Veterans´ stories

Veteran Priit Meier


Priit Meier has served in missions in Afghanistan in 2008 and 2013.

How did your career in the Defence Forces begin?

My career in the Defense Forces began in July 2007 when I enlisted in an artillery battalion. There was no direct motive, I went as the law required all young men have to go through military service.

When and where was your first mission?

The first mission was in Afghanistan in 2008 as part of Estcoy-6. It is worth noting the fact that I was part of the first mortar team, which was largely made up of Artillery Battalion people and conscripts. While some went to Kevadtorm as conscripts, a handful of other men and I went on a mission at the same time.
On the mission, I performed the duties of a team leader.
The second mission was in 2013, also in Afghanistan, where I was already the commander of a fire support group (mortar group), i.e. an officer.

What were your tasks on the mission and what did your daily activities consist of?

There have been many and various tasks. For me, the main thing was to be responsible for my team and subordinates and bring them back home safely. Daily activities were according to the situation – routine, keeping watch, going on patrol, going to operations.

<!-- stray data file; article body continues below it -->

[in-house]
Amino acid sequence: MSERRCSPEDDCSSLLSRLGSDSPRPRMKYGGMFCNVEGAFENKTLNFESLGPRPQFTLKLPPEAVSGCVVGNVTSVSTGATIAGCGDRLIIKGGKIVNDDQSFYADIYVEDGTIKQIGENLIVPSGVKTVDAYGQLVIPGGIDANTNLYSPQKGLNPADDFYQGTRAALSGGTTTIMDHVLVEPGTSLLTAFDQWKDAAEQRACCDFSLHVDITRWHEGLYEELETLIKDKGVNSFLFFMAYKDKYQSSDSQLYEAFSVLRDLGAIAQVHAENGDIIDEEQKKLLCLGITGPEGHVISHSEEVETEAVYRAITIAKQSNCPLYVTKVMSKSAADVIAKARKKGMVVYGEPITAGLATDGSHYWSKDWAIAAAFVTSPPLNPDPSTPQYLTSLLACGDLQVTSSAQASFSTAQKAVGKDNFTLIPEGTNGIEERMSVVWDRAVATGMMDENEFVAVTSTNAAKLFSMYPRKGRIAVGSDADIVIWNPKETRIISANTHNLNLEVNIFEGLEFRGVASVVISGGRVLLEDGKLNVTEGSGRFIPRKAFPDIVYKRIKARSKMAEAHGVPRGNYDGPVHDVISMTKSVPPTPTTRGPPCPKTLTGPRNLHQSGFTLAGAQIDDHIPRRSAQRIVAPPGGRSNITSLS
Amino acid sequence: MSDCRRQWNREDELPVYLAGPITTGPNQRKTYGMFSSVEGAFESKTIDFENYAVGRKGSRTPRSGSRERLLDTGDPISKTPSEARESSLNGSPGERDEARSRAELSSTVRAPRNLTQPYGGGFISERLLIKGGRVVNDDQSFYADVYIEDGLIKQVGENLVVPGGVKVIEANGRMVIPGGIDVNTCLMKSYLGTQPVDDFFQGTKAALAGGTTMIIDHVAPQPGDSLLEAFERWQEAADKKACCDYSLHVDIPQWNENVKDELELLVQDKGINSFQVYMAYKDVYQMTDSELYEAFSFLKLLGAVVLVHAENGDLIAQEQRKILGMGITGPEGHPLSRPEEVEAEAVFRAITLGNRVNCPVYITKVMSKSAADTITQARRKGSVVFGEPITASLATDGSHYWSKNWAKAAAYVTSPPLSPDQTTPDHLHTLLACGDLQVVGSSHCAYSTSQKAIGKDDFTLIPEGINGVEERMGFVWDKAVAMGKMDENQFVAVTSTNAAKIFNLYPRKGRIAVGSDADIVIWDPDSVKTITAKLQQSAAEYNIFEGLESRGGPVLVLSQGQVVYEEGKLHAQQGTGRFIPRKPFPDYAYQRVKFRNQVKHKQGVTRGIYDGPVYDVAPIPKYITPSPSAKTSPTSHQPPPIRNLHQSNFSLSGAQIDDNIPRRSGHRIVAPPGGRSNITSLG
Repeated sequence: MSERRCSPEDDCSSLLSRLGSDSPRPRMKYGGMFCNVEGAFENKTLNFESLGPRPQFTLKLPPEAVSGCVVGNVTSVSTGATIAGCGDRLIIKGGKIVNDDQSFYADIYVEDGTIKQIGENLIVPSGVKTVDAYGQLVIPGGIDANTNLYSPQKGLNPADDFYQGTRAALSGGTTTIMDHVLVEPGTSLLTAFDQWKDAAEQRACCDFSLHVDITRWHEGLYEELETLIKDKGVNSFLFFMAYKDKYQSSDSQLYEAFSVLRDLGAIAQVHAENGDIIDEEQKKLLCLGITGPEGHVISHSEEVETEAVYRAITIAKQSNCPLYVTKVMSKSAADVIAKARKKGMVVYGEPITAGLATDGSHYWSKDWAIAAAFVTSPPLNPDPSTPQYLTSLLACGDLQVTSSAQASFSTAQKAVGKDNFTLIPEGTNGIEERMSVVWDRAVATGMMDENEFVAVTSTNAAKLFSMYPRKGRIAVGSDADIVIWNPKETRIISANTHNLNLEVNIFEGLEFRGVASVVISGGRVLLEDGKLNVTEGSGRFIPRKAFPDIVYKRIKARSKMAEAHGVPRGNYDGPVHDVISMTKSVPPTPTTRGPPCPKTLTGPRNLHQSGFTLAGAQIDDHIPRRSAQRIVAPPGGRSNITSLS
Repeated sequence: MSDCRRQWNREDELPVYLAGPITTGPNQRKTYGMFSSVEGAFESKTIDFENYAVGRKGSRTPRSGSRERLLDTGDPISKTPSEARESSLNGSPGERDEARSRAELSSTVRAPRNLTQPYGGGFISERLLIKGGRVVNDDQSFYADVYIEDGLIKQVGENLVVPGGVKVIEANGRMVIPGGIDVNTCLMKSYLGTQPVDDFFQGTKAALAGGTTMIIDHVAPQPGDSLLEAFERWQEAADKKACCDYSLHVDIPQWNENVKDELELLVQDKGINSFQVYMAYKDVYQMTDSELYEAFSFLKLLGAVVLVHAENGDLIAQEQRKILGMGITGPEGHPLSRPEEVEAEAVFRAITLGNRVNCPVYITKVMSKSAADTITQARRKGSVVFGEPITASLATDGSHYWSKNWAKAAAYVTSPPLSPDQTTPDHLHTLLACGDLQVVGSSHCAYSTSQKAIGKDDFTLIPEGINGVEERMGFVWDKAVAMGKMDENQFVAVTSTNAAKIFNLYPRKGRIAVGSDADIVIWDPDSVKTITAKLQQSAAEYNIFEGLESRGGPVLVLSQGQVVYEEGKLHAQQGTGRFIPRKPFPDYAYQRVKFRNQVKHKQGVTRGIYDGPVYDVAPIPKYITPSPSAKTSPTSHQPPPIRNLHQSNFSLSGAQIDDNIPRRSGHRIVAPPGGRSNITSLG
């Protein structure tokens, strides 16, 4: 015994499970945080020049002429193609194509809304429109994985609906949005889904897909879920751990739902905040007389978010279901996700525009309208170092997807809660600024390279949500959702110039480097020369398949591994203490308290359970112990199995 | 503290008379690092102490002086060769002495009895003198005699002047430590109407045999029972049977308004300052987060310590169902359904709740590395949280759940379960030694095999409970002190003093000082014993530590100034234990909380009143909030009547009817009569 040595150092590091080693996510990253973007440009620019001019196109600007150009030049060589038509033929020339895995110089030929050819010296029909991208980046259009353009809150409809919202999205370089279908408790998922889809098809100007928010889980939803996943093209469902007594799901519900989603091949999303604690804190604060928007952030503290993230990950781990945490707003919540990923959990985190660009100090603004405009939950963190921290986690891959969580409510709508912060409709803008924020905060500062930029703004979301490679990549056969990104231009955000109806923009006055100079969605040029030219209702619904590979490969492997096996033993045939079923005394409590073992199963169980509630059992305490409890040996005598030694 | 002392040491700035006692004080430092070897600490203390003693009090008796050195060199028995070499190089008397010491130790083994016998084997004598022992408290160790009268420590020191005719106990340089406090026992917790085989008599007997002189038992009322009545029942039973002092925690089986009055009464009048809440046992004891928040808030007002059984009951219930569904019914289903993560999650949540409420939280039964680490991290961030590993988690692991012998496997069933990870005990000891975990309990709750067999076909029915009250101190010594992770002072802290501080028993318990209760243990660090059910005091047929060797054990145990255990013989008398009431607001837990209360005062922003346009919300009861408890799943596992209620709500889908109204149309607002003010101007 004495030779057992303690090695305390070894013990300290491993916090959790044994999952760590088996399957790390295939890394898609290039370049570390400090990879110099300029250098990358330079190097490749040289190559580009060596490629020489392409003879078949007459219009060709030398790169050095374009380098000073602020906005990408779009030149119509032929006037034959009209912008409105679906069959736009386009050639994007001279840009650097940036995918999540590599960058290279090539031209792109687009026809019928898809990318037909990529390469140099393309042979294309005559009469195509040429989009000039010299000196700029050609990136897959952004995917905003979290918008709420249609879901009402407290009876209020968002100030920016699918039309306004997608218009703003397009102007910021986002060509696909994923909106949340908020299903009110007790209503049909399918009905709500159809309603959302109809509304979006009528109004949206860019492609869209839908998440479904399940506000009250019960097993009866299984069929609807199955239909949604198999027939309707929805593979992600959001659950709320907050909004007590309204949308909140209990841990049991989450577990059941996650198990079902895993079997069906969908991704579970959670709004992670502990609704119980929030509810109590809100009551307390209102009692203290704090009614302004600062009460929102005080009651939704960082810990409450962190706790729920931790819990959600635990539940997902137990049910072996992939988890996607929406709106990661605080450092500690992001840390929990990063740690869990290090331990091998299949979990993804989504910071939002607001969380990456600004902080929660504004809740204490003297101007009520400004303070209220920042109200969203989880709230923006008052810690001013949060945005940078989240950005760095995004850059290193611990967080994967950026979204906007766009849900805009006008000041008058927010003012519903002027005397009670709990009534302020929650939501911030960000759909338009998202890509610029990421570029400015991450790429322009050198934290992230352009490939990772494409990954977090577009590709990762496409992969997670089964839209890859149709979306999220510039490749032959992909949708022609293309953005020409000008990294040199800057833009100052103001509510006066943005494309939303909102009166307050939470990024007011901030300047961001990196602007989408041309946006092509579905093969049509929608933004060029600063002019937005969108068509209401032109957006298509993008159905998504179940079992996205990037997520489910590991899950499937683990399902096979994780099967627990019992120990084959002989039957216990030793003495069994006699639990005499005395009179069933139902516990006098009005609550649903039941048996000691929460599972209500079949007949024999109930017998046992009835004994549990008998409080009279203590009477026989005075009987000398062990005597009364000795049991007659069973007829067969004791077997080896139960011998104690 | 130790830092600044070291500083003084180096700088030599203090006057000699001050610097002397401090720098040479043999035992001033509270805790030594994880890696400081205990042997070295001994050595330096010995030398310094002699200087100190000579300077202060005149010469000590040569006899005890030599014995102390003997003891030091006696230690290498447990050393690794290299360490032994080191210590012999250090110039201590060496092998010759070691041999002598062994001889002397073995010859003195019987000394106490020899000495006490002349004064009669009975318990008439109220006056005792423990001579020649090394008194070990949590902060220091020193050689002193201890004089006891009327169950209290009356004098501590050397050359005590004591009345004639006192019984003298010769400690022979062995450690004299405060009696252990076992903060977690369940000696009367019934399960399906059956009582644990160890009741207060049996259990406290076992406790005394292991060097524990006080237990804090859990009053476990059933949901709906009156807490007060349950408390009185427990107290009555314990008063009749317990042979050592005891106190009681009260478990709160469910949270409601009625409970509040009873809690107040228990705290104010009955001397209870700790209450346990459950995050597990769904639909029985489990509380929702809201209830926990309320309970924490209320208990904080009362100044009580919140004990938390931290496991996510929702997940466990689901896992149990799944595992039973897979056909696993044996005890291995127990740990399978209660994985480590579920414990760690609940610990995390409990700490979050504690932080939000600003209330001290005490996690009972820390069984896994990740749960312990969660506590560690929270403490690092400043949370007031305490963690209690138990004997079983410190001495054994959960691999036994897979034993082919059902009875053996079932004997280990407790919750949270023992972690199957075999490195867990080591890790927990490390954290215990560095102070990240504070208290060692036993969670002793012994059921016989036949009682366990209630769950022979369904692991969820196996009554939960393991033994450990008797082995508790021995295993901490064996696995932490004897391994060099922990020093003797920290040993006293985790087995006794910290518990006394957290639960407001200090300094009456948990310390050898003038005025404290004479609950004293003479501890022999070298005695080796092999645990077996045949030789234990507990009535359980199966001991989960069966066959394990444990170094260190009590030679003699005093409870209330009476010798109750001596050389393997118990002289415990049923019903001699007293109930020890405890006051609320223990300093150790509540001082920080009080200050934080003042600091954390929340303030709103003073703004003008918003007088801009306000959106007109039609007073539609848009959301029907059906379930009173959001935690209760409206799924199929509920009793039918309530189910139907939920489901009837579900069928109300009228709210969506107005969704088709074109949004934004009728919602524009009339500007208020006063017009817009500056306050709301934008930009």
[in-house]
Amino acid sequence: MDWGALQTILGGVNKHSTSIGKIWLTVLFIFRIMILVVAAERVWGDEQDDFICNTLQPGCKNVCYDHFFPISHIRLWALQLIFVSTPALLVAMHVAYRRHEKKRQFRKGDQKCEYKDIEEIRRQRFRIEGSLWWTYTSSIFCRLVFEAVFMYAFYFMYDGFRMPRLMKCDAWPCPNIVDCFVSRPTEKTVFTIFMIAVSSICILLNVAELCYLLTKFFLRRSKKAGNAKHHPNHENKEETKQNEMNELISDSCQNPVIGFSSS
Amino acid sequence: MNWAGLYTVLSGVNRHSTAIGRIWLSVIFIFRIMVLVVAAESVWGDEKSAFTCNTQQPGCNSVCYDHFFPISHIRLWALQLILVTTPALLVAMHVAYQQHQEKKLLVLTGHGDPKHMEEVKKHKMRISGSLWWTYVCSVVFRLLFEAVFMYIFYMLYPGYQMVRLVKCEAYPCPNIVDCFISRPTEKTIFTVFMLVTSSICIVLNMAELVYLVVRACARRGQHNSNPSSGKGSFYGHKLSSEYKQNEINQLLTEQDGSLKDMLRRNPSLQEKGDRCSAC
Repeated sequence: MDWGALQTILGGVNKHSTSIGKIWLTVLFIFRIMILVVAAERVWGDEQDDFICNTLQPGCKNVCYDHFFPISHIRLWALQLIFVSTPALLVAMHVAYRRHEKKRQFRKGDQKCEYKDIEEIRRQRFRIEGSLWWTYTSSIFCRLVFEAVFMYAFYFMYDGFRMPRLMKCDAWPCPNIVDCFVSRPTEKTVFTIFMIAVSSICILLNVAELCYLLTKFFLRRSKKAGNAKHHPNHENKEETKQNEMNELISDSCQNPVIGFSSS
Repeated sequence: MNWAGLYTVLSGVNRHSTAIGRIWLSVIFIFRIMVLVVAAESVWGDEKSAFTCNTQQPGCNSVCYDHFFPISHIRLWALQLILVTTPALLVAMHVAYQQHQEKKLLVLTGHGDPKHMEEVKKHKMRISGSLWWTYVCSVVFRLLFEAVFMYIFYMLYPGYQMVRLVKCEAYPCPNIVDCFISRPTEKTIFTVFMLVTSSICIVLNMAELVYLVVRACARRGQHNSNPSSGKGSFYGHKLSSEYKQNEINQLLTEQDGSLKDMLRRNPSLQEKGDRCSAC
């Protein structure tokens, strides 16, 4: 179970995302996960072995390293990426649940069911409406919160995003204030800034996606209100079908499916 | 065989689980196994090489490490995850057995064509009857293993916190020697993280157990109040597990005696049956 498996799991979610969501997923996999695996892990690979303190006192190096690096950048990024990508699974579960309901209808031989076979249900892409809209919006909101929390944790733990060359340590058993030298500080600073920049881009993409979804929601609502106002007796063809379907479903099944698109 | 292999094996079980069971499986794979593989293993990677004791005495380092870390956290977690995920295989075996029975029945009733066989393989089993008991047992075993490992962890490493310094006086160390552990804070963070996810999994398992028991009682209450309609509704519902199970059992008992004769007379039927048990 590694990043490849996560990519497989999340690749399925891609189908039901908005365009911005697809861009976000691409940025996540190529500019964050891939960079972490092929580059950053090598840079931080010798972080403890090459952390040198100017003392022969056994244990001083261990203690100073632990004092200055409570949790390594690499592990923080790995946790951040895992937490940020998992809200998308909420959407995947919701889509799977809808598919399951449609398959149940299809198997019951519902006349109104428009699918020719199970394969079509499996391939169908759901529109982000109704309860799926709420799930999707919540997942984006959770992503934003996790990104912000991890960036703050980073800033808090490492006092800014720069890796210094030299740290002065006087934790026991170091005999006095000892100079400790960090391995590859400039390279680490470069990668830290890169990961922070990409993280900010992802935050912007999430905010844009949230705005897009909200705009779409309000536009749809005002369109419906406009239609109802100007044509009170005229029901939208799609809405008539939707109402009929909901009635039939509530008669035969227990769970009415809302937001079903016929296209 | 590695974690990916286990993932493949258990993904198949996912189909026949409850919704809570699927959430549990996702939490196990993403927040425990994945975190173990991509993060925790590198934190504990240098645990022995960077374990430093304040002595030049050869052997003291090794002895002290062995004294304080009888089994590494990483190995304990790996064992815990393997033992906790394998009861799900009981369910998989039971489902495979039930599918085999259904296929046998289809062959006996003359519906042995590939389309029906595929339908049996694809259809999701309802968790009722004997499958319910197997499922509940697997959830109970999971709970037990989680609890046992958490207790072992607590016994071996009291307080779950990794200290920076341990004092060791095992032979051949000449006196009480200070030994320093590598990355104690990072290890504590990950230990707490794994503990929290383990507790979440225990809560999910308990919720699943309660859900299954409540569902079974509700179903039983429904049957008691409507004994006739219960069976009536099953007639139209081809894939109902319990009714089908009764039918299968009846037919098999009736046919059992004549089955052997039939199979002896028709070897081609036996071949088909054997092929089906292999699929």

What was the biggest challenge while on the mission?

The biggest challenge for me was always how to complete the tasks in such a way that all the men remained safe.

Who was left waiting at home and how often was it possible to communicate with your loved ones?

The family was waiting; the parents and grandparents. Luckily there were no more serious close relationships while going on the missions which made it easier to be away.
During the first mission, you could communicate with your family members via satellite phone for 10 minutes once a week and sometimes also use the Internet. During the second mission you could communicate with your family members via the Internet on a daily basis.

What was the main takeaway from the mission experience?

I think the main things the missions have taught me were how to deal with routine and difficulties, how to find solutions in difficult situations and how to value time.

Why is wearing the Blue Hepatica important?

By wearing a Blue Hepatica we recognize those who are not talked about so much on a daily basis and who actually ensure the functioning and security of the country.

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The donations of the charity campaign go to the Estonian Society of Wounded Soldiers

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